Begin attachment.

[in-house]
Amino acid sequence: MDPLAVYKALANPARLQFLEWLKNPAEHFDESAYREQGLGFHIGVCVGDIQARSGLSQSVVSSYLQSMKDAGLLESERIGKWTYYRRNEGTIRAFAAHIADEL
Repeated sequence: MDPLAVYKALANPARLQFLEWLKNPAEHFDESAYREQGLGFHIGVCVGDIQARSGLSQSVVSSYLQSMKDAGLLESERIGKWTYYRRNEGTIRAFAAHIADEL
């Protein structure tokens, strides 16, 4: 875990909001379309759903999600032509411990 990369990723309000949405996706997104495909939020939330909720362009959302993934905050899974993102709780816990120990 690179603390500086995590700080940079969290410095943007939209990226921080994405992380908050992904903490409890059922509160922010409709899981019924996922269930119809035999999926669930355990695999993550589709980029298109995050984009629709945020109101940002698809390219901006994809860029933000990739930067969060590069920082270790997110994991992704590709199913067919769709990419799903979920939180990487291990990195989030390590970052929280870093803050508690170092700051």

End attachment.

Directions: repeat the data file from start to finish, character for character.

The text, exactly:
[in-house]
Amino acid sequence: MDPLAVYKALANPARLQFLEWLKNPAEHFDESAYREQGLGFHIGVCVGDIQARSGLSQSVVSSYLQSMKDAGLLESERIGKWTYYRRNEGTIRAFAAHIADEL
Repeated sequence: MDPLAVYKALANPARLQFLEWLKNPAEHFDESAYREQGLGFHIGVCVGDIQARSGLSQSVVSSYLQSMKDAGLLESERIGKWTYYRRNEGTIRAFAAHIADEL
């Protein structure tokens, strides 16, 4: 875990909001379309759903999600032509411990 990369990723309000949405996706997104495909939020939330909720362009959302993934905050899974993102709780816990120990 690179603390500086995590700080940079969290410095943007939209990226921080994405992380908050992904903490409890059922509160922010409709899981019924996922269930119809035999999926669930355990695999993550589709980029298109995050984009629709945020109101940002698809390219901006994809860029933000990739930067969060590069920082270790997110994991992704590709199913067919769709990419799903979920939180990487291990990195989030390590970052929280870093803050508690170092700051």